* MUSSELS Mussels are open along the entire coast.
* BAY CLAMS Yaquina Bay should be really good for gapers, cockles and butter clams during the next minus tide series, beginning Sunday. See ODFW’s bay clam webpage for more information on where and how to dig, clam identification, etc., here.
Commercial Fishing: Lots of fresh shrimp in the grocery stores and fish markets as that season ramps-up. Meanwhile, things are changing fast in the salmon hunt. The Bandon High Spot once again ‘popped’ and the boats toughing it out had a day or two of excellent fishing with a good showing of big boys. Most local boats are back already; like river fishing, by the time you hear about the excitement it’s all over. Locally, it’s slow bells with a maybe on some Kings near the brown water edge in the mid-20 fathoms and out a ways.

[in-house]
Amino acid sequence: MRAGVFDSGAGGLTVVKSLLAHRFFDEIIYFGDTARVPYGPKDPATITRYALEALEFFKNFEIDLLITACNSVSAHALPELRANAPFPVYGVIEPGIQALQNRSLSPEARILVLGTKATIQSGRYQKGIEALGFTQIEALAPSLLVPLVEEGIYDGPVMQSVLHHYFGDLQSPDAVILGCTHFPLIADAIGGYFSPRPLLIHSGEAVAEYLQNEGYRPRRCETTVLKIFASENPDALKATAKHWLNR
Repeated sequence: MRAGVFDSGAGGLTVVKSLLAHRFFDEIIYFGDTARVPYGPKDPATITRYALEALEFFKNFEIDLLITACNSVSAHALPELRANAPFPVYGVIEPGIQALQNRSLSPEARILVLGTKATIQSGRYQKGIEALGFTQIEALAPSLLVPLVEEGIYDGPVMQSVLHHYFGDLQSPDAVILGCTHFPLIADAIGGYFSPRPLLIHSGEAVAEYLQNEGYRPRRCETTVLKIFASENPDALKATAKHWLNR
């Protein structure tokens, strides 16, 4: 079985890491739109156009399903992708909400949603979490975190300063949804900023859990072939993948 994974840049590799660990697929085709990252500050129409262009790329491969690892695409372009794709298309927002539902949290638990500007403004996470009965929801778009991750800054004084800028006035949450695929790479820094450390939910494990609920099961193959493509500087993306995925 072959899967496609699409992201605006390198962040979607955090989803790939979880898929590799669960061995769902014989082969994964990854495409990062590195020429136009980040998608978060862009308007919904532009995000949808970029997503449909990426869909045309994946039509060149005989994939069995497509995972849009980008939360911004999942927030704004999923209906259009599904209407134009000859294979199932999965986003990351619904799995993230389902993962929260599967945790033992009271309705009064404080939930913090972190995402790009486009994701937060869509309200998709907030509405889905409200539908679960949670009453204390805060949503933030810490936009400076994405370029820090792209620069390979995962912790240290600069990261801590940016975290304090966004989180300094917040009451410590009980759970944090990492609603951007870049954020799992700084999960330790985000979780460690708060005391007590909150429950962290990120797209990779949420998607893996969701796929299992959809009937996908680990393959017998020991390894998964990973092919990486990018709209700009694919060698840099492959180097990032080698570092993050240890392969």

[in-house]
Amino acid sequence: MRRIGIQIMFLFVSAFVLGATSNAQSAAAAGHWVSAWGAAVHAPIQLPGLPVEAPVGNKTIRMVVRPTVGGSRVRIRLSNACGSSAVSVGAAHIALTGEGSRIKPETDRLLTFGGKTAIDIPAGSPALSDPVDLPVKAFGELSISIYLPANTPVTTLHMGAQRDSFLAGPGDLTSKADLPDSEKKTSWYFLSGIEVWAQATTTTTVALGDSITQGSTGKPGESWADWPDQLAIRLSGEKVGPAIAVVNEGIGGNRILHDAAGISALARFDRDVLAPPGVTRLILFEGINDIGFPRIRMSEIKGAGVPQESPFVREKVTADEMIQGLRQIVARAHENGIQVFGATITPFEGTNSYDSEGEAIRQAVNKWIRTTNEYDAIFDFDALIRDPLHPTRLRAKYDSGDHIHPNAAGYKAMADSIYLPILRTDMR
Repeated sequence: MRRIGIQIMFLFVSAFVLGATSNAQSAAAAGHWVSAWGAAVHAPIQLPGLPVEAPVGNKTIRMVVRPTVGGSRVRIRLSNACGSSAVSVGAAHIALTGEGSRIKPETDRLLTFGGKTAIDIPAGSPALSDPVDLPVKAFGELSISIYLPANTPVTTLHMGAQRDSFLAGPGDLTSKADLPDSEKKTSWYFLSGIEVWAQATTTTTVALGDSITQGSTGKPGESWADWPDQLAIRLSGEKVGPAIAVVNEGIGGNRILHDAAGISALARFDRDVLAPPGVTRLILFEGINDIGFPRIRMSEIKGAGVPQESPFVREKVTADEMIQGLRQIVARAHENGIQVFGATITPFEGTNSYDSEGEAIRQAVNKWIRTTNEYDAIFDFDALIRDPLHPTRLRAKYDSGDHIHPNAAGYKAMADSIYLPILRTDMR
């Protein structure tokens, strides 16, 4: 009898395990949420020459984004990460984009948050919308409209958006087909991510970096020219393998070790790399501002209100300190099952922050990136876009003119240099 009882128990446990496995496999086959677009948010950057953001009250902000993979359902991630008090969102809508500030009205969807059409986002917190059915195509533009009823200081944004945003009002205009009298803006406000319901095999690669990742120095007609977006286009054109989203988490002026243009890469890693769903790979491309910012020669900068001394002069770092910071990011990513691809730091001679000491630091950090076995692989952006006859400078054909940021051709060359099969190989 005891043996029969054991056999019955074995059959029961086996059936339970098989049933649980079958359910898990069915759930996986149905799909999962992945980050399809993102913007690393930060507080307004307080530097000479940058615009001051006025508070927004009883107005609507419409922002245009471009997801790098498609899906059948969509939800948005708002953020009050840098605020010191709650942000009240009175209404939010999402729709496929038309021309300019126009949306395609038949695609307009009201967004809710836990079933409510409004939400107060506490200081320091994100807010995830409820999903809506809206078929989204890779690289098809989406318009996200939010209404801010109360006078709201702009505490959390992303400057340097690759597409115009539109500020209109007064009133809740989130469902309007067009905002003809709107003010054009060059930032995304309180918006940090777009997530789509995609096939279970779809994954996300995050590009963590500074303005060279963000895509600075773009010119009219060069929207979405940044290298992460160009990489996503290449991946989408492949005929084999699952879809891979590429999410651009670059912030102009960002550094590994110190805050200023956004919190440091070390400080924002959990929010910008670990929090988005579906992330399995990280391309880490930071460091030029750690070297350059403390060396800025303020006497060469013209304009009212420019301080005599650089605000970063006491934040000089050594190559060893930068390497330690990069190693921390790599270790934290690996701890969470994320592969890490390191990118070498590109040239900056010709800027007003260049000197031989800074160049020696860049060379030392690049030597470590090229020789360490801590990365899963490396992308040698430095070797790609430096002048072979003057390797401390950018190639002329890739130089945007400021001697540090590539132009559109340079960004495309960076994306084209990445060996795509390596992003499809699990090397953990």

Fore-Cast: Looks like a dry week ahead for all fishermen with mostly sunny days (until next Tuesday or Wednesday, anyway). The only caveat will be the fair weather wind pattern of afternoon and evening northerlies gusting 20 knots or better. The rivers and bays will be somewhat sheltered but ocean anglers can expect the full force of the late-day breezes and choppy seas. Always check the latest Marine Forecast and Bar Reports before you venture offshore.
Notices to Mariners… None this week.
Fishin’ with Chris does not come with a warranty but, fortunately, the worst day fishing is still better than the best day working. Information is supplied by the Oregon Department of Fish & Wildlife, NOAA, and local fishermen. So… don’t blame me!
– Chris Burns